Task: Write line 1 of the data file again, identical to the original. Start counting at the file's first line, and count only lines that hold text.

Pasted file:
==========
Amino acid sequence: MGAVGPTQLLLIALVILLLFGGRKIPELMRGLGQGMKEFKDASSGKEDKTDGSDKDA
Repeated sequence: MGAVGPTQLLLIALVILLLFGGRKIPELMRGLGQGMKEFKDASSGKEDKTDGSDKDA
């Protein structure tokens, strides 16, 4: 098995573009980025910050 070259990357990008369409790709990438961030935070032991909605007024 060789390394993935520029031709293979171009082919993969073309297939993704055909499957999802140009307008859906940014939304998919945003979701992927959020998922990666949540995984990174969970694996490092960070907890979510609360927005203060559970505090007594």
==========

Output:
Amino acid sequence: MGAVGPTQLLLIALVILLLFGGRKIPELMRGLGQGMKEFKDASSGKEDKTDGSDKDA